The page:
BEIRUT: They told her she was ugly. They refused to play with her, saying her dark skin would dirty their hands. They broke her teeth. But Meyada kept trying to make friends at her public elementary school in Mar Elias. Her mother, Sudanese refugee Ikhlass Jomaa, took to standing outside the playground, where she would find her daughter “isolated.”
“The other children would be playing, and she would be sitting alone,” she recalls.
Meyada would come home crying and hungry. Kids stole the sandwiches Jomaa packed for lunch, as well as her books. Jomaa, who has been in Lebanon for nine years, went to see the school’s principal. The principal said she could do nothing.
Born in Lebanon to Sudanese parents, the now 8-year-old Meyada is not alone. Lala Arabian, executive director of Insan Association, an organization that works with refugees and migrants, confirms from her experience what Meyada knows. Migrant domestic workers, refugees and their children face “a lot of discrimination and racism … in Lebanese society,” she says. “Usually they [refugees and migrants] don’t benefit from social services provided in Lebanon.”
It isn’t only the children of migrant workers and refugees who face discrimination. People of color have come to Lebanon in a variety of ways, including the more recent post-Civil War trend of a return from the Lebanese-African diaspora.
Meyada is hesitant around strangers but content to talk about her best friend Esther, the computers at her new school, and her ambitions as a cook. But her words come more slowly when the subject turns to her previous school: “They used to make fun of me there, I don’t know why. They told me I was ugly.” She doesn’t want to talk about it.
Jomaa eventually pulled her daughter out of the public school and enrolled her in one run by a charity where all of the other students are African. This is one option for children having a hard time in mainstream public schools. The other is private school, but Insan’s Arabian explains that to enroll, students must have “some kind of identification papers from their countries of origin to be able to register, and they’ll pay much higher fees than at state schools.” Those without legal residency can’t attend public schools at all.
“I really feel for her,” says 25-year-old Edith Kitoko, upon hearing Meyada’s story. Like Meyada, Kitoko was born in Lebanon to African parents. She’s never been to the Democratic Republic of Congo, although its passport is the only one she holds.
Kitoko laughs that while she and her twin sister were “the only Africans in the history” of her private school, her experience there was mostly positive. Teachers treated her well, she had lots of friends. Once another student called her “Sri Lankiya,” a term meant in a derogatory manner, referring to the many migrant domestic workers who hail from Sri Lanka.
Looking back, Kitoko says she was protected by the school bubble. “The first day of university was kind of shocking,” she recounts. When she walked into a courtyard full of students, “they all turned and were looking at us.”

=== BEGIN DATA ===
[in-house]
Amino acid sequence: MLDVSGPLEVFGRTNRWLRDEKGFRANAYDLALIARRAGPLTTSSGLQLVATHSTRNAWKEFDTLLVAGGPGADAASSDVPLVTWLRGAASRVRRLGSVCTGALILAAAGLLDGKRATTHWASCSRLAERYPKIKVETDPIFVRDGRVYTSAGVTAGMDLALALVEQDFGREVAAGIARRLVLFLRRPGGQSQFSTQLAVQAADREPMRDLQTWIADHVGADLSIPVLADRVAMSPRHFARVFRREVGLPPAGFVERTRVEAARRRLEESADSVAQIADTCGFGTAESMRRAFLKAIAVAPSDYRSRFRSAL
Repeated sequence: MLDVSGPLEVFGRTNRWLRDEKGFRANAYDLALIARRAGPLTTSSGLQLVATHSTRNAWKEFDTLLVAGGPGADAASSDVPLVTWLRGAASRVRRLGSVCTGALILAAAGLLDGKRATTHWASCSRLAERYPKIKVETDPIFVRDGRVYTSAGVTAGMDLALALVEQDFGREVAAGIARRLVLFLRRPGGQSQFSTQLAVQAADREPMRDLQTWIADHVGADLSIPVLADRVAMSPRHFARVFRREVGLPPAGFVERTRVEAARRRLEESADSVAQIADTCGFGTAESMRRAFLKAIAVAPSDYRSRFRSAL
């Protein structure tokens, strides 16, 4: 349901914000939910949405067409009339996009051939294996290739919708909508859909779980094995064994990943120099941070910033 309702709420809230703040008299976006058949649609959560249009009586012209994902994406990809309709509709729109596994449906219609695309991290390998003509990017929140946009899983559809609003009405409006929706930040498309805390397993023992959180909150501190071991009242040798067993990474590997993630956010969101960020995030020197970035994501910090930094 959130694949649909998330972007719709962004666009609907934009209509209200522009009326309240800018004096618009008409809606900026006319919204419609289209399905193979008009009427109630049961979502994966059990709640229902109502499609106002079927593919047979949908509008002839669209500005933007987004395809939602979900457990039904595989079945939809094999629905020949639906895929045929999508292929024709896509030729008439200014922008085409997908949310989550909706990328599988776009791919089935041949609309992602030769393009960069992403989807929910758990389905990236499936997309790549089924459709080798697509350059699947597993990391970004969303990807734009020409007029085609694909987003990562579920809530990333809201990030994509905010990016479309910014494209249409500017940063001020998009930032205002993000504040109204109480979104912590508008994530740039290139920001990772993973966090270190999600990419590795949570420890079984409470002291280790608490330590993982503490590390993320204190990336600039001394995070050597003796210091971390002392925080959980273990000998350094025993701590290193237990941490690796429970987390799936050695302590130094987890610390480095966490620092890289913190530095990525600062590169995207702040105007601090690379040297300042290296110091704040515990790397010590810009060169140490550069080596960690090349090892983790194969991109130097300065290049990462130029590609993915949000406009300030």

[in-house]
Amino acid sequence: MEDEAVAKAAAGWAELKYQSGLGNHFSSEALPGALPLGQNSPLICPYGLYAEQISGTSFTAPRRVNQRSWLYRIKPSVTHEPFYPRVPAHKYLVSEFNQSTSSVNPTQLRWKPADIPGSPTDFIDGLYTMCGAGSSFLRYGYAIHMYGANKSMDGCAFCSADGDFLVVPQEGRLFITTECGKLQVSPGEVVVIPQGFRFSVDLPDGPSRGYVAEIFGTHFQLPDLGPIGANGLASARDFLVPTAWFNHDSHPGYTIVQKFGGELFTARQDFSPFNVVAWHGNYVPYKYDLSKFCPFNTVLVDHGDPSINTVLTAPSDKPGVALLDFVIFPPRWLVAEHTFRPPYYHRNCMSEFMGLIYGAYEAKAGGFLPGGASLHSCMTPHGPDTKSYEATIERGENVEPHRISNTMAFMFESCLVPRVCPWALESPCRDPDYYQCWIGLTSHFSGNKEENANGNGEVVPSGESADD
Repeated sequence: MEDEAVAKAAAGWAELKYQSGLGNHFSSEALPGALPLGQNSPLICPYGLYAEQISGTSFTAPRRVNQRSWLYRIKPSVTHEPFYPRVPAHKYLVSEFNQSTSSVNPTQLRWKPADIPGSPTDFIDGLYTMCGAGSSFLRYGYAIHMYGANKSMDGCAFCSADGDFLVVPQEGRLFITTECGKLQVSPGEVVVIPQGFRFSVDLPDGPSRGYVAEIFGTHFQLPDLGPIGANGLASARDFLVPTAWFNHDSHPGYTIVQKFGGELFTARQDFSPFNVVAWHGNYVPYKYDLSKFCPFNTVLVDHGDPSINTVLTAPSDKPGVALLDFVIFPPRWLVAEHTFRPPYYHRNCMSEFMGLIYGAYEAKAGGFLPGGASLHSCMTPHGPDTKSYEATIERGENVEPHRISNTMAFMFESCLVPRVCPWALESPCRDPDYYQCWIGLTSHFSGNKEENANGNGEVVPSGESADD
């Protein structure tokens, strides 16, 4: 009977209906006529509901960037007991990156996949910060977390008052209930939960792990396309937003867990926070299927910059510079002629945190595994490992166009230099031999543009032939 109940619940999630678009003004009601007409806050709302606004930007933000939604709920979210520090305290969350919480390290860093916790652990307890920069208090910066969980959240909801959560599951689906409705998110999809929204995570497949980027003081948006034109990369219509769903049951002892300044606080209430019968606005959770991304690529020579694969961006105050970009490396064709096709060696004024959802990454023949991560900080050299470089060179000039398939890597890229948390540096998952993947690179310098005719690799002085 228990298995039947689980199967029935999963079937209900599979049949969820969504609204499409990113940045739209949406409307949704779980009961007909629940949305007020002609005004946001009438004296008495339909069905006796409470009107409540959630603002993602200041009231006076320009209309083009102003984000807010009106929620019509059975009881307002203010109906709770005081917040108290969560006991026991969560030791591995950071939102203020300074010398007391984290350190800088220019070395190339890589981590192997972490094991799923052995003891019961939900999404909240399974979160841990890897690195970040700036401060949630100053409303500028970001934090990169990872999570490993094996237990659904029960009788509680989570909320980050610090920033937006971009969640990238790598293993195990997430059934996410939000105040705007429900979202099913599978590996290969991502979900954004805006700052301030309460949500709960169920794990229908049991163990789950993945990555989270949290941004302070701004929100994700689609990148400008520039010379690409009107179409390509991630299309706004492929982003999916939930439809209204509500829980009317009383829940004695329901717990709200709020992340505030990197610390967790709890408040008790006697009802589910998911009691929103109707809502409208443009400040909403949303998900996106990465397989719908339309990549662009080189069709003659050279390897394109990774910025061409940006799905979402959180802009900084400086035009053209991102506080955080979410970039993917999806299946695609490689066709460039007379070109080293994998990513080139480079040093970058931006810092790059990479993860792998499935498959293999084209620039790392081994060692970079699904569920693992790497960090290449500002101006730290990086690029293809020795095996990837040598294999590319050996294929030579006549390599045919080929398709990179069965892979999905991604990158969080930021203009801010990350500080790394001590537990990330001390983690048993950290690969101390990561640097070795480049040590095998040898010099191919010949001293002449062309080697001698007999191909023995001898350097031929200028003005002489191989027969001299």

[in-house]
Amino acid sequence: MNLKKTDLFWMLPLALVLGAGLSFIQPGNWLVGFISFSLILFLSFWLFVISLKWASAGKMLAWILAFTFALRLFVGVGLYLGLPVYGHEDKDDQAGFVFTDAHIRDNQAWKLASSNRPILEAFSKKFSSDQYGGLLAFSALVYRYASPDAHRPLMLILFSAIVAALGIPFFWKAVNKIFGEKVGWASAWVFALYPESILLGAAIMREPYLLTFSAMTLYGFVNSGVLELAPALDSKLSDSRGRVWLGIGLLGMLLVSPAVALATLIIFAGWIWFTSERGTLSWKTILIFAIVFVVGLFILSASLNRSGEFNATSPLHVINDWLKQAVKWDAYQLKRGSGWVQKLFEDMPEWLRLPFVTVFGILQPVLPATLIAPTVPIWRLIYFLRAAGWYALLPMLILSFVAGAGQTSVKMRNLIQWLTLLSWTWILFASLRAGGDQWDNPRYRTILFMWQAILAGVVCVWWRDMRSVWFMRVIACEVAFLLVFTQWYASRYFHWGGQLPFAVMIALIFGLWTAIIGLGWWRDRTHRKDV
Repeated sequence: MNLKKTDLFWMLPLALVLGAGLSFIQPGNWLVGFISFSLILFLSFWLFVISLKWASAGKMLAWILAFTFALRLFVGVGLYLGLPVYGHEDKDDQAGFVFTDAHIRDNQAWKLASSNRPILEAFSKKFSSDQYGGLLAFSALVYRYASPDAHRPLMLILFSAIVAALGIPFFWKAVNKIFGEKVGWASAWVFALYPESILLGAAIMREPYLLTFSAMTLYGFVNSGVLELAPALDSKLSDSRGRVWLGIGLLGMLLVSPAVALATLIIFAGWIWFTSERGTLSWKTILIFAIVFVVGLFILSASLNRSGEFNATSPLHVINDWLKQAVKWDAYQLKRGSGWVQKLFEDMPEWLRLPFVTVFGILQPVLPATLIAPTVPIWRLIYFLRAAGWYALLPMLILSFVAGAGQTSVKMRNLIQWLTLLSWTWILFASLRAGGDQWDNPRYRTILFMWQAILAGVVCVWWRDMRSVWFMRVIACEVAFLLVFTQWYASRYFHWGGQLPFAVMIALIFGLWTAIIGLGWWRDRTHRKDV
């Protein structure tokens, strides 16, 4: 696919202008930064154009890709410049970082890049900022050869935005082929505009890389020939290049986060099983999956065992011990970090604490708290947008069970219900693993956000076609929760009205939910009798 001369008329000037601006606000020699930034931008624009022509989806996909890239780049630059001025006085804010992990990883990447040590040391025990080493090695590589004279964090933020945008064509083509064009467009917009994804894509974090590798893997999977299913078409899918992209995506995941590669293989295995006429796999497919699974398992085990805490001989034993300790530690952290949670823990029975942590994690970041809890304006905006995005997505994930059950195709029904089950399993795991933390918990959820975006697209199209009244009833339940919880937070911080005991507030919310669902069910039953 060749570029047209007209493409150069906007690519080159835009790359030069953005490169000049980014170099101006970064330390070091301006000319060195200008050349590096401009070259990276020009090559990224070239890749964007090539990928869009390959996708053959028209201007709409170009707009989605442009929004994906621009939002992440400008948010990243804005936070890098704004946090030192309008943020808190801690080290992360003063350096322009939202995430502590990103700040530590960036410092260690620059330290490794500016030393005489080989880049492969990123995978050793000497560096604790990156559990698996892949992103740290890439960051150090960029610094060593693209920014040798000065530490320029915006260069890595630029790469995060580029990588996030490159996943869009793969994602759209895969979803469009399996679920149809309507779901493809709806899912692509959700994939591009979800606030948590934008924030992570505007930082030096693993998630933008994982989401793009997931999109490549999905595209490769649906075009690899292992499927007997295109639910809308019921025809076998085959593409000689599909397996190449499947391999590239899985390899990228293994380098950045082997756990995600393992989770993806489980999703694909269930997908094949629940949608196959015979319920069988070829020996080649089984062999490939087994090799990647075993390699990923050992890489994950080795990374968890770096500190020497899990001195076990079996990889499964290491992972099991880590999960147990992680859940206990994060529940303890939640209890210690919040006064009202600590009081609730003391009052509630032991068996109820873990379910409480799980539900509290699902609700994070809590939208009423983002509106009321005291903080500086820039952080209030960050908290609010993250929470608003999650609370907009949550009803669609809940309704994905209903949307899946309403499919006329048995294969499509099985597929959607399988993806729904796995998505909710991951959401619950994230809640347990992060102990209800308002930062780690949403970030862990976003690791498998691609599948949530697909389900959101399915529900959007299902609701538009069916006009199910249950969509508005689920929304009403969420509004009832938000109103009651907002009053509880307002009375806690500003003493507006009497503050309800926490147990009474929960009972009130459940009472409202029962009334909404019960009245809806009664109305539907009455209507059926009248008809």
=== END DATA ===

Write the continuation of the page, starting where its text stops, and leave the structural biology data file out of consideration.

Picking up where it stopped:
Since then, she can recount a litany of nastiness. People assume her father is a diplomat, because she is educated. They presume she is a prostitute, because she is African. As she puts it, “a Lebanese woman maybe has a 40 percent chance of being sexually harassed. I have something like an 80 percent chance.”
There is often shock at Kitoko’s flawless Lebanese Arabic, which doesn’t bother her as it once did. Born in Lebanon, she still has to regularly apply for residency and must get a work permit like any other foreigner.
To her own surprise, she’s thinking of leaving for the Democratic Republic of Congo, a home she has never seen. She thinks her skills could be of use there. Several of her African-Lebanese friends have already left for Africa. Racism here hasn’t decreased with time as far as she can see, but Kitoko doesn’t see it as a singularly Lebanese problem.
“I know some really great Lebanese,” she says, adding that “I love this country because I was born in it.”
But she doesn’t feel Lebanese or Congolese: “I’m in a no-man’s land.”
Ethiopian Carol Assefa has tried to keep her two children with her Lebanese husband out of this no-man’s land, teaching them pride in their dual heritage. Her kids have friends of all skin colors and are comfortable with their own, but she thinks they suffer less because their skin is light like her husband’s.
Discrimination has its own complexities. One summer, Assefa’s now 6-year-old daughter warned her older son to stay out of the sun. She was concerned his skin would darken and people would call him Sudanese.
“So it is there, inside their minds,” Assefa says. “They think about it.”
Although the educational problems of Jomaa’s three children are temporarily solved, the charity where they study doesn’t offer secondary education. Her 6-year-old, Mawada, has developmental disabilities and needs special schooling, the type of public services that Arabian says the state doesn’t provide.
Jomaa has other worries that indicate a wider, long-term concern. Her first priority is keeping her kids safe, but if children of color and Lebanese remain separated, their fear and dislike for each other may only increase.
“Sudan is a country that is both Arab and African … we don’t know where life will take us right now,” says Jomaa, whose application as an asylum seeker was turned down by the United Nations. “Even if we go back to Sudan at some point, I would like my daughter to remember that she lived in Lebanon for a while and she had Lebanese friends there, rather than look back on it as a terrible experience.”